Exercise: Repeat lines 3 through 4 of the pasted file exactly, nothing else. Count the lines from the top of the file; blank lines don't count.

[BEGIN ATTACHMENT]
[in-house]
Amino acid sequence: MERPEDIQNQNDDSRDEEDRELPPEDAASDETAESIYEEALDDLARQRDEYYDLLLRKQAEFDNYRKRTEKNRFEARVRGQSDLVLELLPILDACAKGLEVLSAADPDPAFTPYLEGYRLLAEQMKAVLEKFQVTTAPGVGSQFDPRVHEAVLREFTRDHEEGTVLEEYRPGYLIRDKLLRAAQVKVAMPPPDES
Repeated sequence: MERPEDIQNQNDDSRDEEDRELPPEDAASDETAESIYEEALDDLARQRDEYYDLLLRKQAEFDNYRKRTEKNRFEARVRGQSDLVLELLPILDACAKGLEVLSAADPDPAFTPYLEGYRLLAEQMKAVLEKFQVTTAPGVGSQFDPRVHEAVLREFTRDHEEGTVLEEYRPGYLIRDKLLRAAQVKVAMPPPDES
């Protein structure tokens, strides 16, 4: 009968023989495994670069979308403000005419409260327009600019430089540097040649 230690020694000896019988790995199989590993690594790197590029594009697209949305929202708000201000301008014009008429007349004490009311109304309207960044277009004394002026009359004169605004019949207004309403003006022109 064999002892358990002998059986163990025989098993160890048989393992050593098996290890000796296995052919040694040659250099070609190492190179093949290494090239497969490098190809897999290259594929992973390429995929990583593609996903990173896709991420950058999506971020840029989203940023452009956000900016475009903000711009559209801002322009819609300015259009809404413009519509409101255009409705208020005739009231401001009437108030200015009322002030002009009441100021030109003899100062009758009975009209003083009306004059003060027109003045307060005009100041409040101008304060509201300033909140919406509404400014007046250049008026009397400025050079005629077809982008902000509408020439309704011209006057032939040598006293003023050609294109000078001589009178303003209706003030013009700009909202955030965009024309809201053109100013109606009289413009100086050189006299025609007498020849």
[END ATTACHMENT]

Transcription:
Repeated sequence: MERPEDIQNQNDDSRDEEDRELPPEDAASDETAESIYEEALDDLARQRDEYYDLLLRKQAEFDNYRKRTEKNRFEARVRGQSDLVLELLPILDACAKGLEVLSAADPDPAFTPYLEGYRLLAEQMKAVLEKFQVTTAPGVGSQFDPRVHEAVLREFTRDHEEGTVLEEYRPGYLIRDKLLRAAQVKVAMPPPDES
């Protein structure tokens, strides 16, 4: 009968023989495994670069979308403000005419409260327009600019430089540097040649 230690020694000896019988790995199989590993690594790197590029594009697209949305929202708000201000301008014009008429007349004490009311109304309207960044277009004394002026009359004169605004019949207004309403003006022109 064999002892358990002998059986163990025989098993160890048989393992050593098996290890000796296995052919040694040659250099070609190492190179093949290494090239497969490098190809897999290259594929992973390429995929990583593609996903990173896709991420950058999506971020840029989203940023452009956000900016475009903000711009559209801002322009819609300015259009809404413009519509409101255009409705208020005739009231401001009437108030200015009322002030002009009441100021030109003899100062009758009975009209003083009306004059003060027109003045307060005009100041409040101008304060509201300033909140919406509404400014007046250049008026009397400025050079005629077809982008902000509408020439309704011209006057032939040598006293003023050609294109000078001589009178303003209706003030013009700009909202955030965009024309809201053109100013109606009289413009100086050189006299025609007498020849």